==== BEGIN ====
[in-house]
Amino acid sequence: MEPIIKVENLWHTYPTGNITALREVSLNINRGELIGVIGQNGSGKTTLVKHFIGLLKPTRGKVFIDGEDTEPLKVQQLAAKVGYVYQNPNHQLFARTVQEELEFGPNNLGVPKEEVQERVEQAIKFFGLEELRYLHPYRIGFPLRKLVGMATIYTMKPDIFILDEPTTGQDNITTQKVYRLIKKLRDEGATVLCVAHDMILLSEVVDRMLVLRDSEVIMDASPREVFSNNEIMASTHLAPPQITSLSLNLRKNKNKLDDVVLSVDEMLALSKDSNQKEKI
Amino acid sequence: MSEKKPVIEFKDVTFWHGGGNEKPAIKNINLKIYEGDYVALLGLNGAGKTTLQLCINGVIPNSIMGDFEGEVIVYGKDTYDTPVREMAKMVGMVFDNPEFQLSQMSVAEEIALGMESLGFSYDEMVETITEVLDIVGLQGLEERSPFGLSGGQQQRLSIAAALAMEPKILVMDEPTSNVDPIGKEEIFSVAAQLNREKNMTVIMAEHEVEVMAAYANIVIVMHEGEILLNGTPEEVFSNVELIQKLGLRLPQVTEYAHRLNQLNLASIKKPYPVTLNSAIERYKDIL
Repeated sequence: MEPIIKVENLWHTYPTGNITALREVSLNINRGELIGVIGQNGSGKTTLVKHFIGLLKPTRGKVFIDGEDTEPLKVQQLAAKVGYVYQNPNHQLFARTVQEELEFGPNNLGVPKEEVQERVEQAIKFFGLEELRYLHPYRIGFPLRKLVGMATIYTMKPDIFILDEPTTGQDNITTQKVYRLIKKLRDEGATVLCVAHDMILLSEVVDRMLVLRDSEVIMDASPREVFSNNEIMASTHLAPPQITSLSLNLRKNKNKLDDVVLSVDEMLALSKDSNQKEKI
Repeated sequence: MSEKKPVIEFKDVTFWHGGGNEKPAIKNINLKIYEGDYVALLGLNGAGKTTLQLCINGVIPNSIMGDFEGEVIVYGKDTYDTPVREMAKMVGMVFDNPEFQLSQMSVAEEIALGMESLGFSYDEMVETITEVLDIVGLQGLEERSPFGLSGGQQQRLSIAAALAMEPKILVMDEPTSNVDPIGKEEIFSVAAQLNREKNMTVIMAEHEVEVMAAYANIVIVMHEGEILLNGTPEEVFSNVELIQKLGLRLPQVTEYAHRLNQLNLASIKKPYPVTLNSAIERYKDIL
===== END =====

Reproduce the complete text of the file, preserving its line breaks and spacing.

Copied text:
[in-house]
Amino acid sequence: MEPIIKVENLWHTYPTGNITALREVSLNINRGELIGVIGQNGSGKTTLVKHFIGLLKPTRGKVFIDGEDTEPLKVQQLAAKVGYVYQNPNHQLFARTVQEELEFGPNNLGVPKEEVQERVEQAIKFFGLEELRYLHPYRIGFPLRKLVGMATIYTMKPDIFILDEPTTGQDNITTQKVYRLIKKLRDEGATVLCVAHDMILLSEVVDRMLVLRDSEVIMDASPREVFSNNEIMASTHLAPPQITSLSLNLRKNKNKLDDVVLSVDEMLALSKDSNQKEKI
Amino acid sequence: MSEKKPVIEFKDVTFWHGGGNEKPAIKNINLKIYEGDYVALLGLNGAGKTTLQLCINGVIPNSIMGDFEGEVIVYGKDTYDTPVREMAKMVGMVFDNPEFQLSQMSVAEEIALGMESLGFSYDEMVETITEVLDIVGLQGLEERSPFGLSGGQQQRLSIAAALAMEPKILVMDEPTSNVDPIGKEEIFSVAAQLNREKNMTVIMAEHEVEVMAAYANIVIVMHEGEILLNGTPEEVFSNVELIQKLGLRLPQVTEYAHRLNQLNLASIKKPYPVTLNSAIERYKDIL
Repeated sequence: MEPIIKVENLWHTYPTGNITALREVSLNINRGELIGVIGQNGSGKTTLVKHFIGLLKPTRGKVFIDGEDTEPLKVQQLAAKVGYVYQNPNHQLFARTVQEELEFGPNNLGVPKEEVQERVEQAIKFFGLEELRYLHPYRIGFPLRKLVGMATIYTMKPDIFILDEPTTGQDNITTQKVYRLIKKLRDEGATVLCVAHDMILLSEVVDRMLVLRDSEVIMDASPREVFSNNEIMASTHLAPPQITSLSLNLRKNKNKLDDVVLSVDEMLALSKDSNQKEKI
Repeated sequence: MSEKKPVIEFKDVTFWHGGGNEKPAIKNINLKIYEGDYVALLGLNGAGKTTLQLCINGVIPNSIMGDFEGEVIVYGKDTYDTPVREMAKMVGMVFDNPEFQLSQMSVAEEIALGMESLGFSYDEMVETITEVLDIVGLQGLEERSPFGLSGGQQQRLSIAAALAMEPKILVMDEPTSNVDPIGKEEIFSVAAQLNREKNMTVIMAEHEVEVMAAYANIVIVMHEGEILLNGTPEEVFSNVELIQKLGLRLPQVTEYAHRLNQLNLASIKKPYPVTLNSAIERYKDIL